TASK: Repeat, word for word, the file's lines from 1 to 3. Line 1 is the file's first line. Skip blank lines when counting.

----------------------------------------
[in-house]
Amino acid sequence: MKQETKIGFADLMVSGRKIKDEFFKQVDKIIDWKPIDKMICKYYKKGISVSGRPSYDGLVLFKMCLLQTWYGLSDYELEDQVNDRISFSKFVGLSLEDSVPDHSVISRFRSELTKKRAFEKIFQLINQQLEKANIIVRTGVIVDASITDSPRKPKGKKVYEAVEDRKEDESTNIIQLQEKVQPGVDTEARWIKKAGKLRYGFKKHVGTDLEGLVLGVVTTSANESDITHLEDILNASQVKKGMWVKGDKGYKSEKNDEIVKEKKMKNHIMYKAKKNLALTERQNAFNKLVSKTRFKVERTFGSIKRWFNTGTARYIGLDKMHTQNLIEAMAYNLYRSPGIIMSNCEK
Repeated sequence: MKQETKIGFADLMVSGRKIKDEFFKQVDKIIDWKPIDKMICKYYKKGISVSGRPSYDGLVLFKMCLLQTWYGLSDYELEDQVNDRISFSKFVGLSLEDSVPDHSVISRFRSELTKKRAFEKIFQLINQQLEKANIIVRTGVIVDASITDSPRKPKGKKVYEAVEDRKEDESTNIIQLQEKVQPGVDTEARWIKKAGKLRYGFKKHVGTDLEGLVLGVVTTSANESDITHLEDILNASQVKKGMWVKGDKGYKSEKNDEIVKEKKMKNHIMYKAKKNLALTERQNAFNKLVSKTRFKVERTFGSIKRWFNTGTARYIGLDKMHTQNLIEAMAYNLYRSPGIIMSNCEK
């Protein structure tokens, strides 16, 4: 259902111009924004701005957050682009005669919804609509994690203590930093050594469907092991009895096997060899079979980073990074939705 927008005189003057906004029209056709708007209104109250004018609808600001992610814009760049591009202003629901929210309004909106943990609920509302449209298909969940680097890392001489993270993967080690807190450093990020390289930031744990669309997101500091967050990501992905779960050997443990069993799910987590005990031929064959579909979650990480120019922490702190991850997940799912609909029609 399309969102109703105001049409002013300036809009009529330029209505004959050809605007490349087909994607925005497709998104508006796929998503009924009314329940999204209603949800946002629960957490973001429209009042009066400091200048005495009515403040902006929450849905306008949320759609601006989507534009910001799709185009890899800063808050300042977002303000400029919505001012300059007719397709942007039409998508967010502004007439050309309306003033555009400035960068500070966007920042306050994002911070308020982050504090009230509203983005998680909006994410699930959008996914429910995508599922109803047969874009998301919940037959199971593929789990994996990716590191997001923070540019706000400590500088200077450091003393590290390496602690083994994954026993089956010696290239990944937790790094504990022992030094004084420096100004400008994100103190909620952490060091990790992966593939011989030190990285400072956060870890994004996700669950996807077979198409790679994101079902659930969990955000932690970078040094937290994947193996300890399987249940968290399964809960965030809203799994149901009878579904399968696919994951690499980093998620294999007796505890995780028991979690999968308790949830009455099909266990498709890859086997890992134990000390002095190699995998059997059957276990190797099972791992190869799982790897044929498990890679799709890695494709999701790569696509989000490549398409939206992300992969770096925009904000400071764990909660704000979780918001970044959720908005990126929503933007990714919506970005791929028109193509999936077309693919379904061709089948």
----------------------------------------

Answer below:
[in-house]
Amino acid sequence: MKQETKIGFADLMVSGRKIKDEFFKQVDKIIDWKPIDKMICKYYKKGISVSGRPSYDGLVLFKMCLLQTWYGLSDYELEDQVNDRISFSKFVGLSLEDSVPDHSVISRFRSELTKKRAFEKIFQLINQQLEKANIIVRTGVIVDASITDSPRKPKGKKVYEAVEDRKEDESTNIIQLQEKVQPGVDTEARWIKKAGKLRYGFKKHVGTDLEGLVLGVVTTSANESDITHLEDILNASQVKKGMWVKGDKGYKSEKNDEIVKEKKMKNHIMYKAKKNLALTERQNAFNKLVSKTRFKVERTFGSIKRWFNTGTARYIGLDKMHTQNLIEAMAYNLYRSPGIIMSNCEK
Repeated sequence: MKQETKIGFADLMVSGRKIKDEFFKQVDKIIDWKPIDKMICKYYKKGISVSGRPSYDGLVLFKMCLLQTWYGLSDYELEDQVNDRISFSKFVGLSLEDSVPDHSVISRFRSELTKKRAFEKIFQLINQQLEKANIIVRTGVIVDASITDSPRKPKGKKVYEAVEDRKEDESTNIIQLQEKVQPGVDTEARWIKKAGKLRYGFKKHVGTDLEGLVLGVVTTSANESDITHLEDILNASQVKKGMWVKGDKGYKSEKNDEIVKEKKMKNHIMYKAKKNLALTERQNAFNKLVSKTRFKVERTFGSIKRWFNTGTARYIGLDKMHTQNLIEAMAYNLYRSPGIIMSNCEK